The Global Fund (an international financing organization that pools resources to fight against the top three leading infectious diseases in the world: AIDS, TB and Malaria, to date has committed $22.4 billion) just announced that, due to the current financial crisis, it is canceling round 11 of grant renewals for recipient countries. Most of the recipient countries are in the sub-Saharan Africa and the United States has been the single largest donor (traditionally about 33% of all donations through the GF come from the US) since the organization’s inception in 2002.
My initial reaction on hearing this news mirrors that of most of my colleagues in global health – let’s do something, anything; this can be catastrophic and may mean winding the clock back to when hundreds with HIV were perishing because they didn’t have access to drugs. Other thoughts that flash through my head include: What does this mean to governments of poor nations, NGOs, other donor agencies, pharmaceutical companies, health care workers in poor nations, business people, rich people with the disease, or poor people with the disease? Will this mean drug rationing? Will this give rise to drug resistance if some treatments are stopped due to lack of funding? Will this mean a lucrative business for someone out there who will stand to gain big when resources shrink, and the rich will find a way to get access? Speculations, speculations.
Some, all or none of the feared may come to pass. However, the more I think about it, the more I am bothered by the commentary this issue makes rather than the potential outcome, however grim it may (or may not) end up being.
It is deeply saddening to face the fact that the very livelihood of millions of poor people can often depend on the benevolence of the rich. Our world is changing fast; emerging economies are flexing their muscles and contending with Western powers for influence in poor countries. Yet, millions of the world’s poor will have no say on how this phenomenon called globalization will affect their lives. Poor nations have also been below the radar detection when debates rage all over the world about the global mess that years of fiscal irresponsibility and corporate greed has brought. For millions of the world’s poor, our new world order and the concept of globalization, the shift in power/wealth etc., whether good or bad, might as well be happening in another planet for all they have any part in it. Unfortunately, their lack of participation in the process does not shield them from the consequences – they stand to lose the most having no means or power for self-determination.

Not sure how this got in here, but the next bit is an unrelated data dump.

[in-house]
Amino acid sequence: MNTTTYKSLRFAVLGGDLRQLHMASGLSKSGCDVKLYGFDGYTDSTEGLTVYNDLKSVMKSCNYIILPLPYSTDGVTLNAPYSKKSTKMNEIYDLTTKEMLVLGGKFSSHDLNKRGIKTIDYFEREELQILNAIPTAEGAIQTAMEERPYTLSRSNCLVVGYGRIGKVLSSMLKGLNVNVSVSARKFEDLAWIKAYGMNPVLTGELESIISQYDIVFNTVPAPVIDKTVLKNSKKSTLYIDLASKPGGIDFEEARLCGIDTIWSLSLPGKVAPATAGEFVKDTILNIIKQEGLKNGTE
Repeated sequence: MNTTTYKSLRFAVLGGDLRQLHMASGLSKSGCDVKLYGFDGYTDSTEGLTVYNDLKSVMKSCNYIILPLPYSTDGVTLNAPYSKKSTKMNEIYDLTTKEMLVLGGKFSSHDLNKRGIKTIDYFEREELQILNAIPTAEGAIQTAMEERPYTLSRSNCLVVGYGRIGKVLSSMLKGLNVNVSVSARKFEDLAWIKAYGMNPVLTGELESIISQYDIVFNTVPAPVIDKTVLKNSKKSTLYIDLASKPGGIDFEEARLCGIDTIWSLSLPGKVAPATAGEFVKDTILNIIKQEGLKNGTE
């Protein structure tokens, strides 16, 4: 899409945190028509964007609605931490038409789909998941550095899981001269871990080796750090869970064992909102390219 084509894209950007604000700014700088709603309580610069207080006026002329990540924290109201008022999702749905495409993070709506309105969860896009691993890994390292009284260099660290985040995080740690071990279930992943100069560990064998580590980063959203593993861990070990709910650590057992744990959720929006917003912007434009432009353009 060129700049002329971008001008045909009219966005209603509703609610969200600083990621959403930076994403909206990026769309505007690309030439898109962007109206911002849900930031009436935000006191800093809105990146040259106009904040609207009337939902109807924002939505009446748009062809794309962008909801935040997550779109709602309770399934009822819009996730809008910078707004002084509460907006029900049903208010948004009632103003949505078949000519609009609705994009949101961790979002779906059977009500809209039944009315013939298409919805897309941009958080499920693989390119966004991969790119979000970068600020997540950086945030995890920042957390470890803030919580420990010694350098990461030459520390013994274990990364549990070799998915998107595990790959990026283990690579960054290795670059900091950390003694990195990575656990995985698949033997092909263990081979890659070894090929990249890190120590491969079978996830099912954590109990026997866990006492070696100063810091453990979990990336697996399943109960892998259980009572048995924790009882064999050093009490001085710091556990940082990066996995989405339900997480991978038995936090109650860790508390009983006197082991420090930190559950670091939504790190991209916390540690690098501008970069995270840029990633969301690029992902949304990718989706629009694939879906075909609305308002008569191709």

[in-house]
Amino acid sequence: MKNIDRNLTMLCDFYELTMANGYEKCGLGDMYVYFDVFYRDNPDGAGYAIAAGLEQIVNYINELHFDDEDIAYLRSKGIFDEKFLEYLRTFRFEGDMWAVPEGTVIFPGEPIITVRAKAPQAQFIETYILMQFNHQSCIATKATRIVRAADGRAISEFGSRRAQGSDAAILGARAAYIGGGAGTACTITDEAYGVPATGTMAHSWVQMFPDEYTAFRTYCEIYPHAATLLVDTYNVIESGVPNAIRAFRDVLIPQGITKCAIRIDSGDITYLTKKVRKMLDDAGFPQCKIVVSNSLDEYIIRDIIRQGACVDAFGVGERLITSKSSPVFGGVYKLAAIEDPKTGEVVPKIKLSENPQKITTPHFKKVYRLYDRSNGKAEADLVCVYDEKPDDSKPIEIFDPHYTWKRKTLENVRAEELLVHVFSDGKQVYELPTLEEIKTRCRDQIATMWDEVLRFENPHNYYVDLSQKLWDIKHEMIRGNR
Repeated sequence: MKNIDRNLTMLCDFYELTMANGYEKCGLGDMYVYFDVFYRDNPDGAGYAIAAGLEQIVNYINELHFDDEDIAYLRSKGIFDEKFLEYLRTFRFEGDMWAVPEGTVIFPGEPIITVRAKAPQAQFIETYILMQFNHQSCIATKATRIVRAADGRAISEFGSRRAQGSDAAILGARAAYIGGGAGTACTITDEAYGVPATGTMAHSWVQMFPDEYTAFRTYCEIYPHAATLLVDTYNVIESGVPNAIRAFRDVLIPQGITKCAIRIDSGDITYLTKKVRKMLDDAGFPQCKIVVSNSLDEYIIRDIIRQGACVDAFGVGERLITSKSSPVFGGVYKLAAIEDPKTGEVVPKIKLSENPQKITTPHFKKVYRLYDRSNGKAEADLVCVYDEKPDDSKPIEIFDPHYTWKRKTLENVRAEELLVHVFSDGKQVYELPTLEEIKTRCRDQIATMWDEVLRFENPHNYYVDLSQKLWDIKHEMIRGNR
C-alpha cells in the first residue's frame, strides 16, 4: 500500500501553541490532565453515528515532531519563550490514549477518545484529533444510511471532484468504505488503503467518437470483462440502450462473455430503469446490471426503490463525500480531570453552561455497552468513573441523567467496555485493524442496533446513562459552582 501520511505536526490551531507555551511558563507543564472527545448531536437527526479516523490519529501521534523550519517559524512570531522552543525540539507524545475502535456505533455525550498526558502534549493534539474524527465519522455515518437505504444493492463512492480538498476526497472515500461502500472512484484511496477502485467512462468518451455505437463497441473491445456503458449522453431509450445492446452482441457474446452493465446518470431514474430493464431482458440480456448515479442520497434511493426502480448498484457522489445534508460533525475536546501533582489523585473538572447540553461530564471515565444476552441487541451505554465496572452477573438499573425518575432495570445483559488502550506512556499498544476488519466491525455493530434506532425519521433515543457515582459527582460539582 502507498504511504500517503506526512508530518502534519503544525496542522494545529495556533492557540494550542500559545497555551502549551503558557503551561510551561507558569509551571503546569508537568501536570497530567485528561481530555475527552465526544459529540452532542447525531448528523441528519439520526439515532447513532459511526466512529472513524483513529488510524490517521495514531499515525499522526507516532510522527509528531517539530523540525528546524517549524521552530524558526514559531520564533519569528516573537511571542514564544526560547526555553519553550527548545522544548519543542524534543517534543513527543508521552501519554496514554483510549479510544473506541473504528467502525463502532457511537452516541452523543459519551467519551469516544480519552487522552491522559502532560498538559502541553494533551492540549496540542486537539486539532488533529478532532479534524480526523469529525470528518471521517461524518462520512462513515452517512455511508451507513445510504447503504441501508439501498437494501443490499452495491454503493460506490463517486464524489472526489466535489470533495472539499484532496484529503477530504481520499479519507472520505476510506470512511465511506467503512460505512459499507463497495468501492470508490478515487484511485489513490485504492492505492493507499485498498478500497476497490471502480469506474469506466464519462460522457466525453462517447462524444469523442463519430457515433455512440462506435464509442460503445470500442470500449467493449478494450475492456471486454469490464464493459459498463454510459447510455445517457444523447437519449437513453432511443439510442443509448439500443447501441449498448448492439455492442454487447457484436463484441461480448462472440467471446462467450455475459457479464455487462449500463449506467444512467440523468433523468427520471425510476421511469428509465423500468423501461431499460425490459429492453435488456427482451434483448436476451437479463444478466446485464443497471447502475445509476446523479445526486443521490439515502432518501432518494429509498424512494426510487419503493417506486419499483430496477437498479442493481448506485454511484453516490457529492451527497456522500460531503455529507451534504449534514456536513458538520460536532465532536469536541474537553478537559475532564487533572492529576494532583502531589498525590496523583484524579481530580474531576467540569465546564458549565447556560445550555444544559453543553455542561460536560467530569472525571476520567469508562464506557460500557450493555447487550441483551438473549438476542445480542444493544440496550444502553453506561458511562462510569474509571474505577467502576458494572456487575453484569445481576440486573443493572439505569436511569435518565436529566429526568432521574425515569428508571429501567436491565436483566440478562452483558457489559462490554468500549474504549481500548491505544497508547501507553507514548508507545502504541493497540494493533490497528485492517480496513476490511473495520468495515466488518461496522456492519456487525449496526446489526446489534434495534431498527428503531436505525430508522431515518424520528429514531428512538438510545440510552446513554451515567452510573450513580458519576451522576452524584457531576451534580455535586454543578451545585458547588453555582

Poverty, health and human rights are inextricably intertwined. We can’t truly advocate for global health equity when the world continues to have millions of voiceless people and people will not have a voice unless they are economically empowered. The business of benevolence, however generous and much needed it may be, is only a temporary measure for the poor that merely affirms to us our implicit sense of moral superiority.
Sosena Kebede, MD, MPH is an assistant professor of medicine in the department of medicine at Johns Hopkins University in Baltimore, MD. She is also an associate faculty at the Johns Hopkins Bloomberg School of Medicine in the department of International Health. Her work in global health focuses on health systems strengthening works such as directing a hospital management training program in Ethiopia for Yale University as well as doing consultancy work for the World Bank. Her professional memberships include being a section counsilor for APHA’s international health advocacy and policy committee, as well as member of the advisory board for the international Association in Technology, Education and Development.
One thought on “The Business of Benevolence”
Dr. Kebede – thank you for your commentary, thought provoking to say the least. Happy to have found your blog.